A neurologist diagnosed sporadic hemiplegic migraine. She was treated with botulinum toxin type A, (DYSPORT) 40 units administered to her right and 40 units to her left forehead subcutaneously. After 7 days she described the result as "brilliant". Her migraines dramatically resolved as did her paresis. For six weeks following botulinum toxin type A injections, she suffered with only four headaches, all responding to paracetomol. Her headaches however then increased in frequency and she again suffered with left upper limb paresis for two days. Following three further similar injections, she had a similarly excellent recovery. For nine weeks she had approximately 2 mild headaches per week all of which responded to paracetomol. She now receives botulinum toxin type A injections every 9 to 12 weeks. She no longer takes any triptans or prophylactic agents.
To our knowledge this is the first case report of hemiplegic migraine responding to botulinum toxin type A.
Hemiplegic migraine occurs in two forms, sporadic and familial. It is characterised by the onset of unilateral sensory or motor signs during an episode of migraine. Neurological deficits vary from mild hemiparesis to full hemiplegia. The deficit may persist for some time after the headache. The hemiplegia may be part of the aura and last less than 1 hour or it may continue through the headache phase and last for days or weeks (1, 2).
Botulinum toxin type A has emerged as a promising option for patients suffering from chronic pain disorders (3). Its effect typically begins within 1 to 14 days, peaks within 2 to 6 weeks but may require re-treatment 12 to 16 weeks subsequently. It appears to be safe and easily tolerated (3). Adverse side effects are generally mild and reversible. The most common being unwanted weakness in adjacent muscles (4).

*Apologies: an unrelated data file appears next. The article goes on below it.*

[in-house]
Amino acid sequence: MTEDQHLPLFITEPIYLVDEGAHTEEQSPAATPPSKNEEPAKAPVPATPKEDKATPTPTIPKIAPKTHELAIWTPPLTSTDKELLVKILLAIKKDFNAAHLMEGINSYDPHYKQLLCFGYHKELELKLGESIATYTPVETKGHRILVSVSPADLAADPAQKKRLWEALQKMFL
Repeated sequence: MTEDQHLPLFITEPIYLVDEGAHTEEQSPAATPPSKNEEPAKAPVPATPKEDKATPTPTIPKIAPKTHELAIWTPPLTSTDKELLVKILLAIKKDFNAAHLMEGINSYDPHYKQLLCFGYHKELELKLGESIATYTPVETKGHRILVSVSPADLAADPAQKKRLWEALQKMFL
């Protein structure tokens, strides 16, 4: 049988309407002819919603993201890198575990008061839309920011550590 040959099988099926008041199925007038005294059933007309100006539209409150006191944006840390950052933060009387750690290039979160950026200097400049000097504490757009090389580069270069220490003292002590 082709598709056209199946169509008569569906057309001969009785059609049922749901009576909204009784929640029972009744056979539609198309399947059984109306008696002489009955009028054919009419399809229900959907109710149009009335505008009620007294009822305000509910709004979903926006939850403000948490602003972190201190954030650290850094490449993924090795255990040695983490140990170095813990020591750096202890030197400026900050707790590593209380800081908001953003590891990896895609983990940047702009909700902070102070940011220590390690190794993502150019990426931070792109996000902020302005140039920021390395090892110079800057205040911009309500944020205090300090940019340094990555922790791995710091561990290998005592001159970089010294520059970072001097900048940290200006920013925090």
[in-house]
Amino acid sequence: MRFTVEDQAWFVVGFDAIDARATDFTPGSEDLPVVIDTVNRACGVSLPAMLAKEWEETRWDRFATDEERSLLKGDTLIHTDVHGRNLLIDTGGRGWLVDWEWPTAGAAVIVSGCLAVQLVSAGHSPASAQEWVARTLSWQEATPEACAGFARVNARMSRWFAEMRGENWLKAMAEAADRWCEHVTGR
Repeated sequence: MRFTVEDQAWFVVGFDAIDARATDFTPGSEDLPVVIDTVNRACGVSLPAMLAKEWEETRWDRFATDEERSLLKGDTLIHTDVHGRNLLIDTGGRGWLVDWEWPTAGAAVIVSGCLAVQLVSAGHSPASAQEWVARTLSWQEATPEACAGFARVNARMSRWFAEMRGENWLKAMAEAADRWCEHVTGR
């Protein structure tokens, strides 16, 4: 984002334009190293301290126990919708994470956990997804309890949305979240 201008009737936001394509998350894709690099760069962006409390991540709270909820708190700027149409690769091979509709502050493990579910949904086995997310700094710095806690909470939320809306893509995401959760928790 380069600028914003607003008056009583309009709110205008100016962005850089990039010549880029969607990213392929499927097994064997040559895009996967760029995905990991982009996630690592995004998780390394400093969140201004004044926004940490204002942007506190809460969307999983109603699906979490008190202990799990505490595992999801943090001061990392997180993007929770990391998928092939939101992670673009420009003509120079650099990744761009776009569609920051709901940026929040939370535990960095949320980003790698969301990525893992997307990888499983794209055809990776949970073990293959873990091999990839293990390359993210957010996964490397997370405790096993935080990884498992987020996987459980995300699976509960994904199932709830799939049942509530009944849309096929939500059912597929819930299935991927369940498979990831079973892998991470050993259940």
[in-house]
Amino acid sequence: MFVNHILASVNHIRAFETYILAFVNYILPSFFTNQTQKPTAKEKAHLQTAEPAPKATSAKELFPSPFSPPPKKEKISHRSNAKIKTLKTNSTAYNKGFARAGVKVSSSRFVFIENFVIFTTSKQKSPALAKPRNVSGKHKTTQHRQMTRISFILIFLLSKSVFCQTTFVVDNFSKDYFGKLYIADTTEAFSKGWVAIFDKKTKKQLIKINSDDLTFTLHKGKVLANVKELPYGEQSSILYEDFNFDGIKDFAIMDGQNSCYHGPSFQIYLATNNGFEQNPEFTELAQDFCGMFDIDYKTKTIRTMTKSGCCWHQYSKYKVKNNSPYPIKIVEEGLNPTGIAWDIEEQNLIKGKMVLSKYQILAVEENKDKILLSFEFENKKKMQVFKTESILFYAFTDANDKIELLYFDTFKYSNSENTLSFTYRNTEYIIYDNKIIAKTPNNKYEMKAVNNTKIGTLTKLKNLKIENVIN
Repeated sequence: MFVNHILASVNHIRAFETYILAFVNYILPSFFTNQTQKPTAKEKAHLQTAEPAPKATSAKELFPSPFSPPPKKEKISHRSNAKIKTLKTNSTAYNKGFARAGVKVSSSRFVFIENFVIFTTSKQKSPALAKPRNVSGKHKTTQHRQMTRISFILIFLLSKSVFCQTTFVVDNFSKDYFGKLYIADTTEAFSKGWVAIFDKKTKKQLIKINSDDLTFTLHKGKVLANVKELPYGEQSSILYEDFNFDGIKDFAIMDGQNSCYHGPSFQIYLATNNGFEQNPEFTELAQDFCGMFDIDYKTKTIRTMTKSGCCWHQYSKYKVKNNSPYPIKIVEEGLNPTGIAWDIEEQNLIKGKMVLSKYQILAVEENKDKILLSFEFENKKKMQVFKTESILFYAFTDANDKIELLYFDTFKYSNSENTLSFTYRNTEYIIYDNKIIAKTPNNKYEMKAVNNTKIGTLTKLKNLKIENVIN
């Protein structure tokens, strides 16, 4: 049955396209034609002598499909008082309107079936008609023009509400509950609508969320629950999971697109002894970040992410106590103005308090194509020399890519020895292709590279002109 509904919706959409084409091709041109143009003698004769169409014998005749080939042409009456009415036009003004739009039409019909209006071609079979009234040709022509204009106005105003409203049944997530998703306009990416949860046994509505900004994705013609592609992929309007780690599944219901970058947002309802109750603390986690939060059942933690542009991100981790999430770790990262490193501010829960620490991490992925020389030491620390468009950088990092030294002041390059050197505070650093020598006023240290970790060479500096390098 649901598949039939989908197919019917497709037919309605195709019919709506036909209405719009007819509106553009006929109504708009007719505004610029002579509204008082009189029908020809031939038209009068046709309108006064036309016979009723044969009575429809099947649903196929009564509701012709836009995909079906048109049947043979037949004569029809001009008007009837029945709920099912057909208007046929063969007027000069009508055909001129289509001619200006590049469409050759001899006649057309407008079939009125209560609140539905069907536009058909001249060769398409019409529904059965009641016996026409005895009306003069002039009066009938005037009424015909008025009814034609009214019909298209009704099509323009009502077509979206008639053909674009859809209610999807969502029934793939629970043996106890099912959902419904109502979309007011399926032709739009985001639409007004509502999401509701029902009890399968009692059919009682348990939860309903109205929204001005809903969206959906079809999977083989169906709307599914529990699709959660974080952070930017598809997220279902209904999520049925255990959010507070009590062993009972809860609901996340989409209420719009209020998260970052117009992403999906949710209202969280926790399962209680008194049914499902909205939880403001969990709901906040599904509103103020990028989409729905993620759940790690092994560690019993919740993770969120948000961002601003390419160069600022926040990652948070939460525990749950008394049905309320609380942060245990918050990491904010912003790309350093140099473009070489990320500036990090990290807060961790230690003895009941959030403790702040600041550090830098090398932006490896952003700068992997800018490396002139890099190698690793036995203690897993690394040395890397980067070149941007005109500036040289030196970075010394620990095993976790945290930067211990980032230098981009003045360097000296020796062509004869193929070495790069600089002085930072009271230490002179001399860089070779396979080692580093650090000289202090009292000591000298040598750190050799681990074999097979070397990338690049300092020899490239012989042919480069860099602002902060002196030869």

William Binder, an otolaryngologist and facial plastic surgeon, observed that botulinum toxin type A provided relief to migraine sufferers whom he was treating for cosmetic facial lines (5). Various open-label as well as two double-blind placebo controlled studies followed and reported promising results (6,7) using equivalent doses and position of injections of botulinum toxin type A as in the present report.
Interestingly, open label studies of botulinum toxin type A for the treatment of tension headache reported mixed results and three double blind placebo controlled studies reported no effect (8,9,10).
The association between botulinum toxin type A and pain relief was originally thought to relate only to its effect on muscle contraction (3). It has now been suggested that in migraine it might be acting by inhibiting the sensory trigeminal nerve endings, the release of pain-associated neurotransmitters, or the extracranial inflammatory process (3).
Clearly more research is required but we believe that botulinum toxin type A may be a promising treatment for hemiplegic migraines. Investigation of the mechanism of action may throw new light on the pathophysiology of such migraines.
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All pages copyright ©Priory Lodge Education Ltd 1994-2004.
1 Headache classification committee of the IHS. Classification and diagnostic criteria for headache disorders, cranial neuralgias and facial pain. Cephalalgia 1988 8: 1-96.